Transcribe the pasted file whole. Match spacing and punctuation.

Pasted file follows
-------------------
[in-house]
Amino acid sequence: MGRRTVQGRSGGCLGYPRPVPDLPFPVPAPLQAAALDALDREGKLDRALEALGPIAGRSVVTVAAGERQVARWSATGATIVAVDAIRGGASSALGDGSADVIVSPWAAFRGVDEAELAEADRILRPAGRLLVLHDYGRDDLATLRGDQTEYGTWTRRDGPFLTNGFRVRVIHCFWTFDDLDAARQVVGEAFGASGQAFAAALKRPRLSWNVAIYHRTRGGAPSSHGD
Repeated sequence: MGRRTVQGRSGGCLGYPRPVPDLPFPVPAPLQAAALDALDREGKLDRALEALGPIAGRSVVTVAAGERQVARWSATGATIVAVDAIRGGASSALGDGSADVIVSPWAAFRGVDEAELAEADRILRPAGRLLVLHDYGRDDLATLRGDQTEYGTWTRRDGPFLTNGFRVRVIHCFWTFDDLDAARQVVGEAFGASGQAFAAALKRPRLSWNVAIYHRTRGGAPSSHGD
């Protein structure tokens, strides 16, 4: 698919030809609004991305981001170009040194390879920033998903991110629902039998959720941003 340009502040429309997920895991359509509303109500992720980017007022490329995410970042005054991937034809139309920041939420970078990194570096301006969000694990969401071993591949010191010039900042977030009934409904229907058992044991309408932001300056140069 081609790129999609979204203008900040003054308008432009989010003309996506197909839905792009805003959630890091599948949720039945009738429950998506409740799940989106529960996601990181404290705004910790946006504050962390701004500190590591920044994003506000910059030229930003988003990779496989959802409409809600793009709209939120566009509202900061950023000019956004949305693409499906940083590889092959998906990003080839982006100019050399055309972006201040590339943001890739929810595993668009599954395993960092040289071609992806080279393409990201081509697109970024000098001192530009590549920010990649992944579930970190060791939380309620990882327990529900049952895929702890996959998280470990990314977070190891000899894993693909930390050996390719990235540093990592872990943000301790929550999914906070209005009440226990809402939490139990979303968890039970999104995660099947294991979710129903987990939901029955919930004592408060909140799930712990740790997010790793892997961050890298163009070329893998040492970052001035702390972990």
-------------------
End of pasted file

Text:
[in-house]
Amino acid sequence: MGRRTVQGRSGGCLGYPRPVPDLPFPVPAPLQAAALDALDREGKLDRALEALGPIAGRSVVTVAAGERQVARWSATGATIVAVDAIRGGASSALGDGSADVIVSPWAAFRGVDEAELAEADRILRPAGRLLVLHDYGRDDLATLRGDQTEYGTWTRRDGPFLTNGFRVRVIHCFWTFDDLDAARQVVGEAFGASGQAFAAALKRPRLSWNVAIYHRTRGGAPSSHGD
Repeated sequence: MGRRTVQGRSGGCLGYPRPVPDLPFPVPAPLQAAALDALDREGKLDRALEALGPIAGRSVVTVAAGERQVARWSATGATIVAVDAIRGGASSALGDGSADVIVSPWAAFRGVDEAELAEADRILRPAGRLLVLHDYGRDDLATLRGDQTEYGTWTRRDGPFLTNGFRVRVIHCFWTFDDLDAARQVVGEAFGASGQAFAAALKRPRLSWNVAIYHRTRGGAPSSHGD
């Protein structure tokens, strides 16, 4: 698919030809609004991305981001170009040194390879920033998903991110629902039998959720941003 340009502040429309997920895991359509509303109500992720980017007022490329995410970042005054991937034809139309920041939420970078990194570096301006969000694990969401071993591949010191010039900042977030009934409904229907058992044991309408932001300056140069 081609790129999609979204203008900040003054308008432009989010003309996506197909839905792009805003959630890091599948949720039945009738429950998506409740799940989106529960996601990181404290705004910790946006504050962390701004500190590591920044994003506000910059030229930003988003990779496989959802409409809600793009709209939120566009509202900061950023000019956004949305693409499906940083590889092959998906990003080839982006100019050399055309972006201040590339943001890739929810595993668009599954395993960092040289071609992806080279393409990201081509697109970024000098001192530009590549920010990649992944579930970190060791939380309620990882327990529900049952895929702890996959998280470990990314977070190891000899894993693909930390050996390719990235540093990592872990943000301790929550999914906070209005009440226990809402939490139990979303968890039970999104995660099947294991979710129903987990939901029955919930004592408060909140799930712990740790997010790793892997961050890298163009070329893998040492970052001035702390972990």